On Monday, Prime Minister Malcolm Turnbull unveiled plans to make Australia a major exporter of arms and other military equipment.
The plan, which included making $3.8 billion of government funding available to arms exporters, is intended to transform Australia into a top-10 global arms exporter (we currently sit at No.20, exporting between $1.5 billion and $2.5 billion worth of arms a year).
The plan received bipartisan support, but also plenty of criticism from anti-arms traders, as well as those who questioned why the government was willing to back the arms industry, but not industries such as renewable energy.
But morals aside, the announcement will likely have surprised many people who didn’t even know Australia had an arms industry to speak of.
With that in mind, we thought it worth putting a magnifying glass to Australia’s arms manufacturing industry to find out exactly what it is we make, and exactly who we sell it to.
What military equipment do we build?
In its 84-page report released on Monday, the government gave a snapshot of the domestic arms manufacturing industry.
In this, it listed two so-called “prime” (i.e. big) arms manufacturers operating in Australia: Thales and Austal.
So what do these two companies make?
If you’re looking to be outraged, the list is likely to disappoint. Cluster bombs, chemical weapons and machine guns are notably absent.
The mainstays of the Aussie arms industry appear to be ships, armoured vehicles and highly technical communication equipment.
Thales Australia manufactures equipment for the Australian Defence Force, but also exports up to $1.6 billion worth of equipment overseas every year. This includes submarine sonars, air traffic control systems and armoured vehicles.
Its most colourful export is the Bendigo-built ‘Bushmaster’, an intimidating-looking armoured truck. Thales also has plans to export its smaller Hawkei military vehicle (it’s currently used exclusively by the ADF).
Austal, meanwhile, is a military and commercial shipbuilder. Since it was founded 27 years ago, Austal says it has “designed and constructed in excess of 255 vessels for over 100 operators in 44 countries”.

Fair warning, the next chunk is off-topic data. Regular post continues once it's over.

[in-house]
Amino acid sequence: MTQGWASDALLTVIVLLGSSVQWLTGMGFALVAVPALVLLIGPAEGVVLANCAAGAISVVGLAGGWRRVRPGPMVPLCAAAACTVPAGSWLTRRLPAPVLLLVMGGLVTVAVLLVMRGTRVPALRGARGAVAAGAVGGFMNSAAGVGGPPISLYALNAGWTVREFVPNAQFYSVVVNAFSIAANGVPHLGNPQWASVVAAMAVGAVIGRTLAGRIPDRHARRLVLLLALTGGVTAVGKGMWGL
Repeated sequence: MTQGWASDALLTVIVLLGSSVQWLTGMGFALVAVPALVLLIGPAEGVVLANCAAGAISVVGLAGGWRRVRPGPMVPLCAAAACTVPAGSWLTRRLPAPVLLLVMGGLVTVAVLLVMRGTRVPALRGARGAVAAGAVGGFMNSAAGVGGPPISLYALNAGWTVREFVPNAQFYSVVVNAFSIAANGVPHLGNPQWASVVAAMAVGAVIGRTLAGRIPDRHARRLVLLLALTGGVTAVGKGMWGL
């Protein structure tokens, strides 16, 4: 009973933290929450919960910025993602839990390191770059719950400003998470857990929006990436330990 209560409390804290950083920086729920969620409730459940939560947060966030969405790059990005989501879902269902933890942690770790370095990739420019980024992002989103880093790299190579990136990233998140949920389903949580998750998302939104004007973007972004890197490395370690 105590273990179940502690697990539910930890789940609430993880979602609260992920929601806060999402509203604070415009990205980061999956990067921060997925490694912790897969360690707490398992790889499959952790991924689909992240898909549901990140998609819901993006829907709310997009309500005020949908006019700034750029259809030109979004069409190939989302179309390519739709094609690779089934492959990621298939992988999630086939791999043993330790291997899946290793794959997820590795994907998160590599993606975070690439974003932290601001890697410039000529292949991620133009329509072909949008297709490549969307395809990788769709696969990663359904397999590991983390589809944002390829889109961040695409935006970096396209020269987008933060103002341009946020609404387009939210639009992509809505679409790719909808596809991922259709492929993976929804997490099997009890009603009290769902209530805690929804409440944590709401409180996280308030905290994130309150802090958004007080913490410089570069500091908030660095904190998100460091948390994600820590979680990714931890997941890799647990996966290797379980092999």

Alongside its commercial and police patrol vessels, Austal manufactures six navy vehicles. Five of them are sold to the United States, and one – the Austal HSSV 72 – is sold to the Middle Eastern nation of Oman.
In the shadow of these two big producers, many Australian ‘sub-prime’ (i.e. not so big) businesses provide more niche services – an example being EM Solutions, which provides satellite communications equipment to Thales.
Another is Thomas Global, which builds electronic systems for military aircraft; and a third is Liferaft Systems Australia which, as the name suggests, specialises in “high quality marine evacuation systems” (i.e. life rafts).
Who do we sell it to?
Our four main trading export markets are, again, not particularly sensational, and notably Anglophone: the US, the UK, New Zealand and Canada. Together they make up 47 per cent of our exports.
The US is the biggest, which is hardly surprising considering its military budget is approximately equal to the rest of the world’s combined.
The UK’s presence on the list is also unsurprising, as it has the fourth-highest military budget in the world.
After these four countries, the biggest trading region is the Indo-Pacific, taking 26 per cent of our exports. Japan and South Korea, two of the wealthiest nations in the region, dominate.
South East Asia, India and Pacific island nations make up less of the trade – though the strategy paper states it wants to grow exports to these regions.
China isn’t mentioned.
Europe, meanwhile, accounts for 21 per cent of Australian exports, and the Middle East just 4 per cent, with Israel the dominant trading partner in the latter region.
Saudi Arabia, the biggest importer of arms last year, did not make a mention in the paper.